Why I switched to Ghost

Why I switched to Ghost Platform, a fresh start for my blog and how it reduces friction to create content

Why I switched to Ghost

If you've seen any of my articles or projects online, you may have noticed a sprawled out and ongoing change in platforms. Previously, I had used WordPress then moved on to Medium, followed by a hand-coded website. I also went through various phases of using a generic domain 'business' name to now using my name as my primary website.

During all of these movements, each kept causing friction for myself – something a seasoned user experience designer would avoid, right? So why do I keep creating so much friction for my own workflow?

There is no doubt that our worst client is ourselves. As designers we always set the bar high for ourselves and never seem satisified.

Another issue I had, which some may or may not experience depending on their organizational skills, is trying to complete a multiple lanes of tasks in one go.

When I hand-coded my website, I want everything to be perfect and organized. From design to code I made sure every thing was perfect. This of course caused the development to be much slower and eventually created burnout on the project.

My approach

Before starting on yet another website I had to figure out my goals. As someone who is more geared towards helping usability strategy, accessibility and ethical design, is it more important to have a fancy website or focus on content?

For my personal objectives, I find creating and sharing knowledge with the greater design community to be more benificial. This perspective also started coming into view as I started mentoring people on ADPList. I was not only helping people, but I was learning a lot through their challenges.

As much as I enjoy making my own portfolio, tinkering and coming up with a perfect design, it was too much of a hurdle for my main goal of connecting with thr community.

With my broader goal in mind I set out to see which platform would best work for me and grow with my needs. I found Ghost worked in my favour for three reasons:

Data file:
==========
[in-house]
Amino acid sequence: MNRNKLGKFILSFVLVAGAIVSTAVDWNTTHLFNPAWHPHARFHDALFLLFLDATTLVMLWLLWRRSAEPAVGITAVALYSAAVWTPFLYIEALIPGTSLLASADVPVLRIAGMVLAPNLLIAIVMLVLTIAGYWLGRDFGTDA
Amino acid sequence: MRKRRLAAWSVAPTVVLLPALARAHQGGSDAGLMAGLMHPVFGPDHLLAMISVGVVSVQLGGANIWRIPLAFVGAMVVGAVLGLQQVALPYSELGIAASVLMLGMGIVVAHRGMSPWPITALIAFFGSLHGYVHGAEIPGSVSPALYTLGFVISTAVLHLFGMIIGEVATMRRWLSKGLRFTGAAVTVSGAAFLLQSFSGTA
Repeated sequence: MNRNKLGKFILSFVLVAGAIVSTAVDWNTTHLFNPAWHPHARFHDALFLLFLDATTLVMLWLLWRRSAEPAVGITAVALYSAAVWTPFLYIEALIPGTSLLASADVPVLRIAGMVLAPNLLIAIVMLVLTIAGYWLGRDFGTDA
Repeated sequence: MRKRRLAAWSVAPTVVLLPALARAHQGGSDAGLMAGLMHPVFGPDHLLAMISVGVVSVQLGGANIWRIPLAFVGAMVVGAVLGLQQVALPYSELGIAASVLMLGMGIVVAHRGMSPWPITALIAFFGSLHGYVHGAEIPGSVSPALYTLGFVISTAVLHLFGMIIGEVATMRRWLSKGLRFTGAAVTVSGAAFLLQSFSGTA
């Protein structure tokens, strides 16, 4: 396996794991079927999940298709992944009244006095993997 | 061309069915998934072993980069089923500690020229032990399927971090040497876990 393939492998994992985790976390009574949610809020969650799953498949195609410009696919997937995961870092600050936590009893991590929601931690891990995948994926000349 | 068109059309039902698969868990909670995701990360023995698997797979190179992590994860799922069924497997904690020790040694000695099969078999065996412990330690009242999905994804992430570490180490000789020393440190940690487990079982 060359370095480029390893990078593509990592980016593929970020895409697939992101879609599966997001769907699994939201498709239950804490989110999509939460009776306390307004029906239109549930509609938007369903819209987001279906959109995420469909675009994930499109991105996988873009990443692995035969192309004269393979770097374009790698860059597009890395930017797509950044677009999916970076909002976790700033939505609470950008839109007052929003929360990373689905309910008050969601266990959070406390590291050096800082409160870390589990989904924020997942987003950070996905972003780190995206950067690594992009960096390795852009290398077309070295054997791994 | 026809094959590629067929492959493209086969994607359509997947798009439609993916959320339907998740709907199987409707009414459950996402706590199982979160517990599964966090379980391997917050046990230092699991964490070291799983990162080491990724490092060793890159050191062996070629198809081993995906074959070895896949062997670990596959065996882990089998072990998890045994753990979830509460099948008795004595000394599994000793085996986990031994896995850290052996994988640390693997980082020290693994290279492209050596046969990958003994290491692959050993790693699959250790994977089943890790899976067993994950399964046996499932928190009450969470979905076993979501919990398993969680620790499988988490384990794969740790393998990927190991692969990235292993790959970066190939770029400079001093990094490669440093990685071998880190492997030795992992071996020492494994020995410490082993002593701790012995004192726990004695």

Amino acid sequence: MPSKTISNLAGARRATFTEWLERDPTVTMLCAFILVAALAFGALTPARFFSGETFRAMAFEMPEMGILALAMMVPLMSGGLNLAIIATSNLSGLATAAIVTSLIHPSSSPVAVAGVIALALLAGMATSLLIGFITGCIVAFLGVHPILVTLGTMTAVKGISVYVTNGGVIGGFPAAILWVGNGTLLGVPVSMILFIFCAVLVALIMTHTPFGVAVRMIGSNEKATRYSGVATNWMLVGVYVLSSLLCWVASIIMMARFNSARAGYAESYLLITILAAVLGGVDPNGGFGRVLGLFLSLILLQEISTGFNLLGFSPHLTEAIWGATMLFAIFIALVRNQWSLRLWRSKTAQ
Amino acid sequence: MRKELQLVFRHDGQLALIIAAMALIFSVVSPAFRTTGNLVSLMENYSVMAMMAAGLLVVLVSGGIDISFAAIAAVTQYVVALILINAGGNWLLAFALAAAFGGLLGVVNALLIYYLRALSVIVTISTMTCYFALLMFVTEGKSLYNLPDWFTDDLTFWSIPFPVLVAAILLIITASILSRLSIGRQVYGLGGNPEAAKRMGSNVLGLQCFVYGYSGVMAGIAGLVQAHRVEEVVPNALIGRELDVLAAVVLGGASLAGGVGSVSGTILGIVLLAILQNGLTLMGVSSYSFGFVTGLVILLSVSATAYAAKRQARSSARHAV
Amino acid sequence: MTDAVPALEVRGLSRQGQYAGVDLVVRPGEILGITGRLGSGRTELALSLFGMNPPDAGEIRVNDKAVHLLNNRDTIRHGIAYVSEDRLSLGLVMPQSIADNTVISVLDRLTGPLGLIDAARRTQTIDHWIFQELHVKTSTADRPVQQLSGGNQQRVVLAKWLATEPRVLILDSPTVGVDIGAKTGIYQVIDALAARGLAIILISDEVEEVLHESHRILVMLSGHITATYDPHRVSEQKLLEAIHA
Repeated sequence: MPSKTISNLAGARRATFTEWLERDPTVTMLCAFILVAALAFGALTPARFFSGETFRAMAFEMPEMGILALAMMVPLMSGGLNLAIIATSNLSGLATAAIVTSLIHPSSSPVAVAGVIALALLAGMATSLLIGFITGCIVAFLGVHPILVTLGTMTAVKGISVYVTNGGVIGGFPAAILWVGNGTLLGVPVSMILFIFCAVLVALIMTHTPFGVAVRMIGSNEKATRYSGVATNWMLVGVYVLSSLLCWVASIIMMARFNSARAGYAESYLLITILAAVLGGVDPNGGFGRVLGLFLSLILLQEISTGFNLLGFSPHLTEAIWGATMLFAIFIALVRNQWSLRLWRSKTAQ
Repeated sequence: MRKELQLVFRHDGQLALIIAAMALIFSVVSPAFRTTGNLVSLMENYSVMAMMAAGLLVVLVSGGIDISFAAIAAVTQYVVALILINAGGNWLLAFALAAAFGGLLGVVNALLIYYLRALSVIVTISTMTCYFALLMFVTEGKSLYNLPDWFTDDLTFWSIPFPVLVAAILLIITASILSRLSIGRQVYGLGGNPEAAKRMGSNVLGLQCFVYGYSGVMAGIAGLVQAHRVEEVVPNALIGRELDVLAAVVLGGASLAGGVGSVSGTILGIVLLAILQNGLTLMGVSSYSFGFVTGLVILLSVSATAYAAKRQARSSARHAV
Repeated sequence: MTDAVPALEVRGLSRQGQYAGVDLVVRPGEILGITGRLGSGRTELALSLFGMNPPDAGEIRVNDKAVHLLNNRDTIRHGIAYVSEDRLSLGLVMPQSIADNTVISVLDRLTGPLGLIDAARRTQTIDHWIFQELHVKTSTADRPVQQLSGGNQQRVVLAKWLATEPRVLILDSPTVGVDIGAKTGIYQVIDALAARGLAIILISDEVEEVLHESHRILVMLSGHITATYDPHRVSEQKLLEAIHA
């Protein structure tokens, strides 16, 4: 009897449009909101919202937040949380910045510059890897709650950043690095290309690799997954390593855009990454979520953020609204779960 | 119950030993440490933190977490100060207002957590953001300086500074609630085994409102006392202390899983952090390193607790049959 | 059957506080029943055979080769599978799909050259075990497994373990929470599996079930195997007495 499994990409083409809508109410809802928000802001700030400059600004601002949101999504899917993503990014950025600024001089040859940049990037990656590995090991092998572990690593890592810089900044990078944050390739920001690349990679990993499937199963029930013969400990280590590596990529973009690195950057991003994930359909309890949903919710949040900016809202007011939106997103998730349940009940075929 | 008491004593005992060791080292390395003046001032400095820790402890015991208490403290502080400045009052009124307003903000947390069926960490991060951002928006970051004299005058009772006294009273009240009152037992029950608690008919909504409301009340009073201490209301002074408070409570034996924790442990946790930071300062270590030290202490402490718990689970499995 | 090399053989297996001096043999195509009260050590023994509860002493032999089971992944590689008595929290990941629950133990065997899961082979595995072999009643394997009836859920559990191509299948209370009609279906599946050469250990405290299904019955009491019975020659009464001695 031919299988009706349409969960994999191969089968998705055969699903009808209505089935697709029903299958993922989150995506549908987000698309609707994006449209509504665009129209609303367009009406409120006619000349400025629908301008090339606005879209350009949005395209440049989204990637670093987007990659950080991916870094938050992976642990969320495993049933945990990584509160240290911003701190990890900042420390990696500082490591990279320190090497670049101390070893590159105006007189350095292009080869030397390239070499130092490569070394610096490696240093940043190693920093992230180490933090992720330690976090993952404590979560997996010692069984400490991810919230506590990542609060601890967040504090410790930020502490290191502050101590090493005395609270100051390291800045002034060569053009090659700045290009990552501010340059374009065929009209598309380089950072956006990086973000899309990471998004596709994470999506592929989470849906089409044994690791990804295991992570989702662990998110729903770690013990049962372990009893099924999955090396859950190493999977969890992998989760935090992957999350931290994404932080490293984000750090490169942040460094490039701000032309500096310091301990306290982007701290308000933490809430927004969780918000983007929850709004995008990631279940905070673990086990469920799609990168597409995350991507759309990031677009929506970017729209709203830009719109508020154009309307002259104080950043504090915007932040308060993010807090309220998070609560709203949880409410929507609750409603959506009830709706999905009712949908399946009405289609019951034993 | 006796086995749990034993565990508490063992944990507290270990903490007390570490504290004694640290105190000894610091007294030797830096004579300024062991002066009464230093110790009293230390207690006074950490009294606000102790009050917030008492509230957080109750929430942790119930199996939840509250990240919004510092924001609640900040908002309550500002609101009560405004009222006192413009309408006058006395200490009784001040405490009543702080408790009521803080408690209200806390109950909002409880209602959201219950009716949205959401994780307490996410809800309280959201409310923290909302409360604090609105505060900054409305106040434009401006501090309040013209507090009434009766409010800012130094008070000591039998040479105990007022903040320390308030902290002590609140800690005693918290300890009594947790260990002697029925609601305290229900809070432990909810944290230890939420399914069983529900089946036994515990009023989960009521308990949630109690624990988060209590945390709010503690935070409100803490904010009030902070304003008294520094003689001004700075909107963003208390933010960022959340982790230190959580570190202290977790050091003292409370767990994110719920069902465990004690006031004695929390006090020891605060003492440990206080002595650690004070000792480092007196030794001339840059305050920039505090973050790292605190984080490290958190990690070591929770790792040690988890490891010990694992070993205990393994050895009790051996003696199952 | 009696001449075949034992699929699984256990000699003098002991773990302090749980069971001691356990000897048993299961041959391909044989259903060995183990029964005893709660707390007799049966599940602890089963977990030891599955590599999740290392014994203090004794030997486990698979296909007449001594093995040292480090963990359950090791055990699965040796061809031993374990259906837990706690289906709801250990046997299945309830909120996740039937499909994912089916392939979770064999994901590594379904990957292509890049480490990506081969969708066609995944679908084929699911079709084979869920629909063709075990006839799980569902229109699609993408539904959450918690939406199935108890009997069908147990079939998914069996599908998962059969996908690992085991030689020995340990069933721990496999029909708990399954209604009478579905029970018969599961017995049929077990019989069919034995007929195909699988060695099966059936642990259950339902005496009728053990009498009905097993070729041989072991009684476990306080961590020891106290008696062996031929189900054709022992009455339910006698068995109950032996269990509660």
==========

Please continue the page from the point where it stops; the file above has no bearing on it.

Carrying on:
1. Ghost has a minimal setup and writing interface. (Similar to why I liked Medium).
  2. Ghost has quick templates to get started, later the templates can be downloaded to customize via code if desired. This was a major plus for me
  3. The final major point is - Ghost comes with hosting, and later if desired, self-hosting is an option with relative ease.

Many platforms had way too many options, where spending hours tinkering could waste time to get what you need, and often times transfering data can be cumbersome to a self-hosted server, if that was even an option.

Utilizing pre-existing templates, at least for the beginning reduces the amount of time you may spend customizing. If I design for myself, I'm never satisfied and will keep changing the design every few weeks. This obviously detracts from my primary goal defined above.

The journey ahead

It's pretty desolate on my new website. This is because I am going to be reintroducing some of my older articles with updated material and content.

I will be writing articles of varying length. Previously I would write long-form research articles once every 3 to 4 months, sometimes in longer intervals. Don't worry, I will be continuing these. For the shorter forms, these will be more frequent and help more immediate questions I encounter either from mentoring and chatter heard in the product space.

This new format is also a fresh start with clearer goals, no more shooting in the dark. I will be writing on topics from product strategy to solving design and collaboration.

Of course, ethical design will be the focal point whenever possible.

If you're ready to follow me through this journey, sign up for my new newsletter!

Takeaways:

Don't always choose the platform that is the most feature-rich. Instead, choose a platform that will allow you to grow and focus on your goals, whether that is personal or business.